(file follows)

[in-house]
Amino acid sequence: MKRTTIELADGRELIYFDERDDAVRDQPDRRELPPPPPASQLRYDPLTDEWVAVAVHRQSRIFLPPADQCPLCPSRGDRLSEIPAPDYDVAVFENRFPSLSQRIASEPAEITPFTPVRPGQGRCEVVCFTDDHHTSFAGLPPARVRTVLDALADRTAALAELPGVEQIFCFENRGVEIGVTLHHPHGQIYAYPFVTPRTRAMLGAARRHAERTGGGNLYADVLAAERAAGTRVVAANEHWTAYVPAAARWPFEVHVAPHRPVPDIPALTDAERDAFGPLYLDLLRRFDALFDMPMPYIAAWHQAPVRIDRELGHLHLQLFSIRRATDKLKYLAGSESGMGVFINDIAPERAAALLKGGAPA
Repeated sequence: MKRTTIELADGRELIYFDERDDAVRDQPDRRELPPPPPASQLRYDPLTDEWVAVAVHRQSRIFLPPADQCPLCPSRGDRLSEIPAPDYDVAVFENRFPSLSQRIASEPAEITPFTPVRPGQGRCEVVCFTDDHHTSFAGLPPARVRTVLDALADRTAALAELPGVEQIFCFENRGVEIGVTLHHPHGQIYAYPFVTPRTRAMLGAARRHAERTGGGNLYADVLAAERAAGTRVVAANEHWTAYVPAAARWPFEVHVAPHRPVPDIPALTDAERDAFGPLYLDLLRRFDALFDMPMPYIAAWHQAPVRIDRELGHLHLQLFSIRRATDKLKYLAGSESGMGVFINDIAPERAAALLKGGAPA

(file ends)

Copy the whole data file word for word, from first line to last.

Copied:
[in-house]
Amino acid sequence: MKRTTIELADGRELIYFDERDDAVRDQPDRRELPPPPPASQLRYDPLTDEWVAVAVHRQSRIFLPPADQCPLCPSRGDRLSEIPAPDYDVAVFENRFPSLSQRIASEPAEITPFTPVRPGQGRCEVVCFTDDHHTSFAGLPPARVRTVLDALADRTAALAELPGVEQIFCFENRGVEIGVTLHHPHGQIYAYPFVTPRTRAMLGAARRHAERTGGGNLYADVLAAERAAGTRVVAANEHWTAYVPAAARWPFEVHVAPHRPVPDIPALTDAERDAFGPLYLDLLRRFDALFDMPMPYIAAWHQAPVRIDRELGHLHLQLFSIRRATDKLKYLAGSESGMGVFINDIAPERAAALLKGGAPA
Repeated sequence: MKRTTIELADGRELIYFDERDDAVRDQPDRRELPPPPPASQLRYDPLTDEWVAVAVHRQSRIFLPPADQCPLCPSRGDRLSEIPAPDYDVAVFENRFPSLSQRIASEPAEITPFTPVRPGQGRCEVVCFTDDHHTSFAGLPPARVRTVLDALADRTAALAELPGVEQIFCFENRGVEIGVTLHHPHGQIYAYPFVTPRTRAMLGAARRHAERTGGGNLYADVLAAERAAGTRVVAANEHWTAYVPAAARWPFEVHVAPHRPVPDIPALTDAERDAFGPLYLDLLRRFDALFDMPMPYIAAWHQAPVRIDRELGHLHLQLFSIRRATDKLKYLAGSESGMGVFINDIAPERAAALLKGGAPA